Let’s face it — by the time November rolls around, members of even the best startup teams are starting to think about the holidays. Many are preparing for travel or seeing family; more than a few will be looking forward to some hard-earned days off.
But for founders, the same time of year signals something very different — an important time to regroup and strategize for the year ahead. And you need your team by your side to do so effectively.
1. What Are You Waiting For?
“Most organizations make the mistake of doing planning for the next year in December. Well, by then, your team has already begun clocking out. They are thinking about holiday shopping, time off, food, and football. So early November is a GREAT time to get planning for 2013 — and if they know what is coming up, it might just help them stay focused on sales instead of pumpkin pie!” ~ Raoul Davis, Ascendant Group
2. Get (Away) Together
“End of the year is a great time for your team to get away together to spend some time working on the business instead of in it. Having your core team together in a non-office environment can encourage creativity while looking back and celebrating all the small wins you’ve accomplished this year. It is also a great time to re-sync on the company’s vision and goals while strategizing for next year.” ~ W. Michael Hsu, DeepSky
3. Look Back to Look Forward
“Create a summary of all the progress your company made since the beginning of the year to this point. Remind your team that the day-to-day developments can sometimes obscure the larger gains the company has made, and show them exactly how their hard work has paid off. Encourage them to take time to recharge and remember all the good work they did this year, and how that effort can be replicated.” ~ Zach Cutler, Cutler Group
4. Get Active
“We do bi-weekly fitness, health, and happiness activities with the team– but as we gear up to the end of the year, we plan to do them bigger and better, whether it’s a day-long hike or an epic kayak adventure.” ~ Derek Flanzraich, Greatist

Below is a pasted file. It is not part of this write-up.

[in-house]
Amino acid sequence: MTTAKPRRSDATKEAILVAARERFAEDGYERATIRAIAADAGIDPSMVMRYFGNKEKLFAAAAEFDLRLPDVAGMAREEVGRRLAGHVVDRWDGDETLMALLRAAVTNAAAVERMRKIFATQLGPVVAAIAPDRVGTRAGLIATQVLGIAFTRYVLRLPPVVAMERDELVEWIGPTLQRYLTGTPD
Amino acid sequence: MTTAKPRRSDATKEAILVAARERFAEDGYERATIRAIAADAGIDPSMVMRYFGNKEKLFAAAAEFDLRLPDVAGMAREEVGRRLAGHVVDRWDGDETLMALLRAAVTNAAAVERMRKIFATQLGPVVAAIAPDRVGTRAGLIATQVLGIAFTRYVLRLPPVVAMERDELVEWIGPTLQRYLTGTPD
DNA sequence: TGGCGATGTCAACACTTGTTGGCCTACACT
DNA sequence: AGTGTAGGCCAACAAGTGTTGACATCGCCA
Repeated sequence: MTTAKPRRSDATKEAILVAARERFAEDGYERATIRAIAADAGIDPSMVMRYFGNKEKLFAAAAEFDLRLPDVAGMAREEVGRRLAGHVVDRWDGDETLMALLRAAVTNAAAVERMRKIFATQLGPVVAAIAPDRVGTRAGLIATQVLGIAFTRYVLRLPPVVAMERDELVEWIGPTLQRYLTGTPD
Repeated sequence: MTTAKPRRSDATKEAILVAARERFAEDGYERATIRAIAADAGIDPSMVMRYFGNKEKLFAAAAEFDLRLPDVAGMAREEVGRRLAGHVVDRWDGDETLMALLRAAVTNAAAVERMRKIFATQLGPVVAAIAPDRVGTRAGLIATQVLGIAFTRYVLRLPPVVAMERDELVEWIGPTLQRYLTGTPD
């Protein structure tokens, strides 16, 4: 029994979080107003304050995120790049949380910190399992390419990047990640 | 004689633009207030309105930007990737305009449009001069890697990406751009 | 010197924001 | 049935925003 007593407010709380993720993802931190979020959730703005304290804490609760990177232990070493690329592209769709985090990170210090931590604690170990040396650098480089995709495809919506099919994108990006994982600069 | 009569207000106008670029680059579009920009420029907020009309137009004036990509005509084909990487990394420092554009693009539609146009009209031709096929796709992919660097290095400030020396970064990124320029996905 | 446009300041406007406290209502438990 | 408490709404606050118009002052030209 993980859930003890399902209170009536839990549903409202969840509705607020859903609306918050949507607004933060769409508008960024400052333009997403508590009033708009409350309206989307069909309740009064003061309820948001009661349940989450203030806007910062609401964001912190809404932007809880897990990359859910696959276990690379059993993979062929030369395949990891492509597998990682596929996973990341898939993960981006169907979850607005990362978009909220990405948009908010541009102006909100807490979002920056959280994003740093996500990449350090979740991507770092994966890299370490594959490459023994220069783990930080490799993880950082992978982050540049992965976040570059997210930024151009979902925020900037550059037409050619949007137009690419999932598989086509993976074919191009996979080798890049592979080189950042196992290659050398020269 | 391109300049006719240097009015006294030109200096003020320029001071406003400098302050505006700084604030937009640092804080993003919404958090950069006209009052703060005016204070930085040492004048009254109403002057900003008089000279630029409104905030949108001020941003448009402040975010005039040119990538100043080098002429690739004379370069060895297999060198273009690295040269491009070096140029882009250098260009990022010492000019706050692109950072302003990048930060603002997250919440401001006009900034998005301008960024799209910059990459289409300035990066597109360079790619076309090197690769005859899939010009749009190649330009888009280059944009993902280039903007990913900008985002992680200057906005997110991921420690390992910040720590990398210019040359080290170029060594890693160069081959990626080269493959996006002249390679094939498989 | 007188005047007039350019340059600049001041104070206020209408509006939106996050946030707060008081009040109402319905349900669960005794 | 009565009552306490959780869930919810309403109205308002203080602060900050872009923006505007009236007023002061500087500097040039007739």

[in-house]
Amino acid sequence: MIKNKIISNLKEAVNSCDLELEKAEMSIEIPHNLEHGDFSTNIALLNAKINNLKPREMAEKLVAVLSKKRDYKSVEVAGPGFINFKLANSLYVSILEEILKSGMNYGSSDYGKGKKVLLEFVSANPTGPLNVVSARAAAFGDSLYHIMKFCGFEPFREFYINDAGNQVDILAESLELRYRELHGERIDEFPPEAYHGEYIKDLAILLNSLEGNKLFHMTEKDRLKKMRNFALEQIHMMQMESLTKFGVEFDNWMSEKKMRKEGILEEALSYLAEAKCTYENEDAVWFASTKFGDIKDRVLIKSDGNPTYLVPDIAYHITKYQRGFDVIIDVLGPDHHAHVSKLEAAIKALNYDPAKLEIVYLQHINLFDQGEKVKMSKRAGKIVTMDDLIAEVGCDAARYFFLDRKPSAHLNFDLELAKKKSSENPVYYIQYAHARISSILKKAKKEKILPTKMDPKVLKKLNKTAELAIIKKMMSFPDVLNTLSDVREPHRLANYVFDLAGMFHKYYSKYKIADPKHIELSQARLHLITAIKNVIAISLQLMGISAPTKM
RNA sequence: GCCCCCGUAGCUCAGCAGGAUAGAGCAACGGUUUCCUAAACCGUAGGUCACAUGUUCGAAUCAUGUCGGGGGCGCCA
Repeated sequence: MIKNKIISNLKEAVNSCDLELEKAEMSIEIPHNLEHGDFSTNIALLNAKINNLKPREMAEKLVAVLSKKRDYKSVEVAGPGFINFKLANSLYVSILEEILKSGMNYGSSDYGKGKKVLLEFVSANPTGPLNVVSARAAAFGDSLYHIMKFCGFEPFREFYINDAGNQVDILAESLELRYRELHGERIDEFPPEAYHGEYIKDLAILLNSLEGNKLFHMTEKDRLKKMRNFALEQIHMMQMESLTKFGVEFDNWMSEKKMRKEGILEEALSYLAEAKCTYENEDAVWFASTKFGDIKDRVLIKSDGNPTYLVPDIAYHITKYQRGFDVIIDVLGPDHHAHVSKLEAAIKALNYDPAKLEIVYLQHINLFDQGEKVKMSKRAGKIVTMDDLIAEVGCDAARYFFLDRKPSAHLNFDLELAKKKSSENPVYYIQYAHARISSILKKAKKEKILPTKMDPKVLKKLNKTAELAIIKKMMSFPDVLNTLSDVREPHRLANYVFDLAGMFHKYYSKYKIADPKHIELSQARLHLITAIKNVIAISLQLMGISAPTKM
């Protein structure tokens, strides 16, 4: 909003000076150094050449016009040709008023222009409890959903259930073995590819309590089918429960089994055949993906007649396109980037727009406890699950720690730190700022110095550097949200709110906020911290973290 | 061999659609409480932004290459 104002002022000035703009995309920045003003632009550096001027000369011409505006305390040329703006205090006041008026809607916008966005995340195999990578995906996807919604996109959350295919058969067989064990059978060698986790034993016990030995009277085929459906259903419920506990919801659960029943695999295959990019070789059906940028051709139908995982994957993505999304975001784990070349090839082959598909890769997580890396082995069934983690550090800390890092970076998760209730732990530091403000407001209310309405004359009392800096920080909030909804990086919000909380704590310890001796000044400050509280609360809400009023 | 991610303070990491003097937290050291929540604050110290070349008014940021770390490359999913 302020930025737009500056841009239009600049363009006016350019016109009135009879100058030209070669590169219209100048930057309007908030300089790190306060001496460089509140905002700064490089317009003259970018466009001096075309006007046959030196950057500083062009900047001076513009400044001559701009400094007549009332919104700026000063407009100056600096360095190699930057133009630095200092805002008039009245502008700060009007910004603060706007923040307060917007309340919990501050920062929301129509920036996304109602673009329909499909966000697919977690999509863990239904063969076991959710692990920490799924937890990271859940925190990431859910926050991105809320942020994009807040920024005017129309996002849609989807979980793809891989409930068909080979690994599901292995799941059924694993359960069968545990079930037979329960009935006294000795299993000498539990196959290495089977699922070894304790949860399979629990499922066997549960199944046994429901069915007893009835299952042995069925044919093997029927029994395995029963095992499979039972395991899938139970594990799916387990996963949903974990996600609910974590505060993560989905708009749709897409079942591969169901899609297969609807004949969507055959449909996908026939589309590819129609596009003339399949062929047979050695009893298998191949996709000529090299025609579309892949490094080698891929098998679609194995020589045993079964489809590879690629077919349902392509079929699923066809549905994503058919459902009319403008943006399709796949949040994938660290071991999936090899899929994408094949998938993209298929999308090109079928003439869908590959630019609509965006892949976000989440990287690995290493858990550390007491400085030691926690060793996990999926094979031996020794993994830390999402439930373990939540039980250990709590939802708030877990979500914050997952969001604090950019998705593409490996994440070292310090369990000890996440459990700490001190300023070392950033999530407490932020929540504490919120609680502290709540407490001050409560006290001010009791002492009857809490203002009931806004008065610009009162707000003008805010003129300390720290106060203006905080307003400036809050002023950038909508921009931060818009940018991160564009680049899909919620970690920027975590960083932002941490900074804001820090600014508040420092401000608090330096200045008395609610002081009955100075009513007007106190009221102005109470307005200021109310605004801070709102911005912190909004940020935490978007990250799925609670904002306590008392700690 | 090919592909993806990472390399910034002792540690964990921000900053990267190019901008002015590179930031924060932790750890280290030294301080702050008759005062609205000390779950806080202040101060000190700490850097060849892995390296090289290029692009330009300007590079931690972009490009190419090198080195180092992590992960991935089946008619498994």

5. Set Goals — and Rewards! — Together
“Goal-setting is always a fun year-end exercise. After we finish goal-setting, we dedicate time to brainstorming potential rewards for accomplishing goals – they should be team-oriented, something everyone will enjoy, and a blend of both attainable and slightly over-the-top to keep everyone reaching.” ~ Abby Ross, Blueye Creative
6. Maintain Open Lines of Communication
“I think it is important at any time of the year to keep open lines of communication and touch base to make sure the team is all pushing in the same direction and can understand what every person is struggling with. We’ve had some great insight when the team comes together and someone expresses a problem they’ve been facing…that includes sales, Web development and content.” ~ Patrick Curtis, WallStreetOasis.com
7. Share Profits
“Profit-sharing is a great boost. As an example using easy math, let’s say you expect to make $100 in 2013. Tell your team that 10 percent of any profits over $100 in 2013 will be divided among the team as bonuses.” ~ Nicolas Gremion, Foboko.com
8. Monthly Incentives
“It can be easy for people to lose focus in the last couple months of the year, especially around the holidays – so give them a reason to keep making stuff happen. This can be anything from a sales contest to a little bit of extra time off. Put yourself in your employee’s shoes. What would continue to make you excited to come in to work, even with all of the end of the year distractions?” ~ Sean Ogle, Location 180, LLC
9. Hand Out Innovation Vacations
“Give them a day off to take an innovation vacation. Tell them to relax and really think about where they are heading; provide them with a day where they think more strategically. “ ~ John Hall, Digital Talent Agents
10. Restate Your Mission and Vision
“It’s not enough for the founders to have a clear mission and vision for the future. Repetition within the company and to your prospects and customers is key. By continually reminding your team about how they are helping customers and where the company is going in the next 1-5 years, they’ll be more likely to bring fresh ideas to the table. “ ~ Phil Frost, Main Street ROI
11. It’s Time To Celebrate
“Focus on the celebrations from the past year, rather than dwell on the failures. If we can build momentum from success, we can stay positive and motivated to expand those success stories. Focus on the positive and avoid dwelling on any negative.” ~ Jordan Guernsey, Molding Box